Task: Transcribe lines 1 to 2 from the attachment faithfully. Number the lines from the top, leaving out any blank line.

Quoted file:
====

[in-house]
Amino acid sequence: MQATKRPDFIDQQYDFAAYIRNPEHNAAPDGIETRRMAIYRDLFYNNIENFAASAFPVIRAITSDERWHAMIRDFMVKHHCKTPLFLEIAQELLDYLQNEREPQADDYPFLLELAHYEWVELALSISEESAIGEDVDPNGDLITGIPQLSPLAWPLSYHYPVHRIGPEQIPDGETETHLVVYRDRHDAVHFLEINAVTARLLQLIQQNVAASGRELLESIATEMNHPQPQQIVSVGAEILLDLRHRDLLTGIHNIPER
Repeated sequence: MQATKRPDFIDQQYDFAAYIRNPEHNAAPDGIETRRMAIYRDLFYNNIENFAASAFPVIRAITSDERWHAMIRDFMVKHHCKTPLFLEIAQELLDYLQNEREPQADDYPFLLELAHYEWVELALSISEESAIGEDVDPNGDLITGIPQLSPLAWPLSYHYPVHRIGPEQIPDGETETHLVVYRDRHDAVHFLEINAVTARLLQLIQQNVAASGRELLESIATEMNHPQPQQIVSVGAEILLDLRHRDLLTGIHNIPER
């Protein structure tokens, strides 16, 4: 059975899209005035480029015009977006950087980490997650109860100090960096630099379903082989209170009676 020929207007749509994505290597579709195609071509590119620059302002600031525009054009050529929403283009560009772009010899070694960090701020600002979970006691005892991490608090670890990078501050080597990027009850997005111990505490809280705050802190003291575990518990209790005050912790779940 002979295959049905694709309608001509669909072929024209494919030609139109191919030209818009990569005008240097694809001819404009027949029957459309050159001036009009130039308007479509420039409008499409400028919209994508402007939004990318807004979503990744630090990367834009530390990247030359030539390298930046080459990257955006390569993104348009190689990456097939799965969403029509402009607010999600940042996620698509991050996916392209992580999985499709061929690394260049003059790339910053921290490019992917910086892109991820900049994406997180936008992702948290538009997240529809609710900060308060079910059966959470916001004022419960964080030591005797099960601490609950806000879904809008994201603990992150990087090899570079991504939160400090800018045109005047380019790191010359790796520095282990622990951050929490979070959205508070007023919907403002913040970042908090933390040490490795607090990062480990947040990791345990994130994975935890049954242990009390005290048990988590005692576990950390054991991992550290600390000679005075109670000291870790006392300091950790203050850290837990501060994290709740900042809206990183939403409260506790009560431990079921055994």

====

[in-house]
Amino acid sequence: MQATKRPDFIDQQYDFAAYIRNPEHNAAPDGIETRRMAIYRDLFYNNIENFAASAFPVIRAITSDERWHAMIRDFMVKHHCKTPLFLEIAQELLDYLQNEREPQADDYPFLLELAHYEWVELALSISEESAIGEDVDPNGDLITGIPQLSPLAWPLSYHYPVHRIGPEQIPDGETETHLVVYRDRHDAVHFLEINAVTARLLQLIQQNVAASGRELLESIATEMNHPQPQQIVSVGAEILLDLRHRDLLTGIHNIPER